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Rex Addison
Formal CPD
1 Hour - FORMAL
Duration: 00:46:00
“The influences and thoughts behind the design and construction of three buildings, sited side by side, in a back pocket of land in the Brisbane suburb of Taringa.”
Rex Addison’s architecture demonstrates construction ingenuity, sensitivity to climate and a unique understanding of form. In addition to these attributes, his architecture tells the story of his life. The journey begins in his backyard in Brisbane, where as a child he helped his father and grandfather build various structures. From there Rex describes his architectural development from university, to his life in Papua New Guinea, and he finishes his presentation, once again, in the backyard in Brisbane where he designed his own house and studio and the neighbouring house. During this journey, Rex is influenced by the architecture of Frank Lloyd Wright, the Papua New Guinean climate and the traditional timber building stock of Brisbane and as a result develops unique methods of construction and a distinctive palette of materials.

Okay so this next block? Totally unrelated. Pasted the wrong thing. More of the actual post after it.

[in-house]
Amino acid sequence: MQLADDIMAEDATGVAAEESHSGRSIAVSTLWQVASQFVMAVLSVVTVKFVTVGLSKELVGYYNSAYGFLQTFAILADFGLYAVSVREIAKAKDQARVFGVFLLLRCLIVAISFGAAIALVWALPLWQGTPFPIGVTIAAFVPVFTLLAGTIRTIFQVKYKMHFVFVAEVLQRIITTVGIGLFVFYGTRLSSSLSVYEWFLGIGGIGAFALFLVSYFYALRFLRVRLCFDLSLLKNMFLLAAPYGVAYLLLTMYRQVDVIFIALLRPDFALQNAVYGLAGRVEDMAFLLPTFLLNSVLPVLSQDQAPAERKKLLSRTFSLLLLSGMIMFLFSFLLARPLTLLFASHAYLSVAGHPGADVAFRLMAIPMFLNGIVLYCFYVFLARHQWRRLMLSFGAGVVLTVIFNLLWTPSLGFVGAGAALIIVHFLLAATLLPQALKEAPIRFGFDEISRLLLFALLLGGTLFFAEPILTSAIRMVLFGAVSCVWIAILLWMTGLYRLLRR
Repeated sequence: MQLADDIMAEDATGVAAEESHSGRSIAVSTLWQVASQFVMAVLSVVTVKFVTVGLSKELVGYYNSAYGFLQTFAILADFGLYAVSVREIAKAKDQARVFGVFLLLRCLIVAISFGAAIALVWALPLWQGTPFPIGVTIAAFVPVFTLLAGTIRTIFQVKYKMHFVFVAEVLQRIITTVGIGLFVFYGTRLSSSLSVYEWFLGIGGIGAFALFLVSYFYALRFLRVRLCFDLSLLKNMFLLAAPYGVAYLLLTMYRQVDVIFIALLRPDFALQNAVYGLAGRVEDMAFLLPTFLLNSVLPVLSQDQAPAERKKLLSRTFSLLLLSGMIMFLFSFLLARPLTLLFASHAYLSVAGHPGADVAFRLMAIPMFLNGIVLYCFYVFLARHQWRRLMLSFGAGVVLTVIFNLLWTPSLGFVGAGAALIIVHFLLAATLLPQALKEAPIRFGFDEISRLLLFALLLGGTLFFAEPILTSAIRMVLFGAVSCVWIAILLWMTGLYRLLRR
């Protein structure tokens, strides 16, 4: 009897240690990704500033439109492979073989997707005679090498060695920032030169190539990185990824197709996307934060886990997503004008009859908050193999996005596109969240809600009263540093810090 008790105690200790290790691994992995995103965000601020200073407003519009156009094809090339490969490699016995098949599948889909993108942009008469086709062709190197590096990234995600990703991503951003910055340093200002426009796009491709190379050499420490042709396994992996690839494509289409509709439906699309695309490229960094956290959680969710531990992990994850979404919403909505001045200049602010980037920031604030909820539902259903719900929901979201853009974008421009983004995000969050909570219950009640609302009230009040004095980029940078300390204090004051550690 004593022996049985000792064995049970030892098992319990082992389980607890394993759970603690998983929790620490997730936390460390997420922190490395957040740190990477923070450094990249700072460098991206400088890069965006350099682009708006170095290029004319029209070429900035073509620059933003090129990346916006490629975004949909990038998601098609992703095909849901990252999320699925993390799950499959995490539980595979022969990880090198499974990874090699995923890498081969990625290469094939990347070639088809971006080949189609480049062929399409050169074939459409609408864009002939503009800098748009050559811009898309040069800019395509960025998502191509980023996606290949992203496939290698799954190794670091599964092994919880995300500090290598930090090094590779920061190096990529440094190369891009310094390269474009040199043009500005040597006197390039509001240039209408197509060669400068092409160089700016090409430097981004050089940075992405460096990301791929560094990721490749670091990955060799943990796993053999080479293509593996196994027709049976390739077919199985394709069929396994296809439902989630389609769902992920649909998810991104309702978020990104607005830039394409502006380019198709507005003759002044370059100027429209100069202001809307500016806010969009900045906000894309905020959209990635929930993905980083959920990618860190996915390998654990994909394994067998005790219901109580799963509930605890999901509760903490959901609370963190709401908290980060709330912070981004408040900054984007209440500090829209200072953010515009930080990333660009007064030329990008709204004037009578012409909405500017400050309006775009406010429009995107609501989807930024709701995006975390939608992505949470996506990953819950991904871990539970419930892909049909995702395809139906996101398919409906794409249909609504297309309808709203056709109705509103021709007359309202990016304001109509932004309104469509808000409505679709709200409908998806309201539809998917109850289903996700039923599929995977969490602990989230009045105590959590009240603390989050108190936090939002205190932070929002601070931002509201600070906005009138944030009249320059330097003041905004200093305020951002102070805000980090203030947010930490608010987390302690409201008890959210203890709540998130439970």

• Appreciate that an understanding and interest in the history of architecture and the traditions of building and construction contribute to a richer architectural language.
  • Value the importance of continuously rethinking one’s architectural language and constructional systems, in relation to individual architectural projects.
  • Appreciate that a skilled understanding of construction is essential to the creation of successful architecture.
  • Value the importance of a sensitive approach to site, climate and neighbouring buildings.
Recognised by the NSW ARB, ARB of Victoria, BA of Qld, AB of WA, Work Stds Tas, APB of SA, PIA, AILA & BDA


    Rex Addison grew up in Brisbane, is a graduate of the University of Queensland and has a graduate diploma from the Architectural Association in London.

    Following four years of practice as an architects in Papua New Guinea, from 1978 to 1982, Addison established his own Brisbane based practice. The work of this practice has been widely published and has received awards in Queensland, the ACT and Papua New Guinea.

    He ahs delivered many public lectures on his work and has taught in architecture faculties as a number of universities. He is currently Adjunct Associate Professor of Architecture at the University of Queensland.

    His house and studio, two of the three buildings at the centre of this discussion, won the Robin Dods Award in the RAIA’s 2000 program. The Speculative House, the third in the ‘3 in the Pocket’ was published in Architecture Australia in May/June 2005.

    Addison’s work has been described in Architecture Australia as “a thoughtful linkage from the public heritage of formal architectural ideas through local building traditions to his own history.”